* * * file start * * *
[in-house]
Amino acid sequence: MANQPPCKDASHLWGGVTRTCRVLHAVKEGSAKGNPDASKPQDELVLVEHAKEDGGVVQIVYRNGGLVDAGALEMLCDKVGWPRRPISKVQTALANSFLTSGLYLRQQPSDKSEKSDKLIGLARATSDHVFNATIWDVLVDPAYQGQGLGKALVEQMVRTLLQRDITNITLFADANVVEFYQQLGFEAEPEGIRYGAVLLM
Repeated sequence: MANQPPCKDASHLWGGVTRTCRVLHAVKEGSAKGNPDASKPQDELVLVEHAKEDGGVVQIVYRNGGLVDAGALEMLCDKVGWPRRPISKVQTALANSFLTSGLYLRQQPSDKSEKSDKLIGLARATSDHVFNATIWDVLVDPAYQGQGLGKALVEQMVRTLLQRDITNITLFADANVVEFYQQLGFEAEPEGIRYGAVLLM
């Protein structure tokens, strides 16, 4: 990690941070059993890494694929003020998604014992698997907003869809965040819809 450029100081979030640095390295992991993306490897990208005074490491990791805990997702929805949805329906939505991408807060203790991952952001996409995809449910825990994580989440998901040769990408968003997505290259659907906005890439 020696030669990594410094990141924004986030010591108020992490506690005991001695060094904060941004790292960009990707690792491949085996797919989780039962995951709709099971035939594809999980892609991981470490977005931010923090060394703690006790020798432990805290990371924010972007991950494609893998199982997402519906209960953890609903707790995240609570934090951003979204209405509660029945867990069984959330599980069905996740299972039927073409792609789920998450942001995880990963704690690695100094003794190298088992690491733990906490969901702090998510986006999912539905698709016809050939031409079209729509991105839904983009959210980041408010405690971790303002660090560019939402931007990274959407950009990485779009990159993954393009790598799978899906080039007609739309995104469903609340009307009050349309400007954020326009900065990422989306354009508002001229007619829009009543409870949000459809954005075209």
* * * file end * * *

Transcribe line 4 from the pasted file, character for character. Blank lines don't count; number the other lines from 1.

């Protein structure tokens, strides 16, 4: 990690941070059993890494694929003020998604014992698997907003869809965040819809 450029100081979030640095390295992991993306490897990208005074490491990791805990997702929805949805329906939505991408807060203790991952952001996409995809449910825990994580989440998901040769990408968003997505290259659907906005890439 020696030669990594410094990141924004986030010591108020992490506690005991001695060094904060941004790292960009990707690792491949085996797919989780039962995951709709099971035939594809999980892609991981470490977005931010923090060394703690006790020798432990805290990371924010972007991950494609893998199982997402519906209960953890609903707790995240609570934090951003979204209405509660029945867990069984959330599980069905996740299972039927073409792609789920998450942001995880990963704690690695100094003794190298088992690491733990906490969901702090998510986006999912539905698709016809050939031409079209729509991105839904983009959210980041408010405690971790303002660090560019939402931007990274959407950009990485779009990159993954393009790598799978899906080039007609739309995104469903609340009307009050349309400007954020326009900065990422989306354009508002001229007619829009009543409870949000459809954005075209």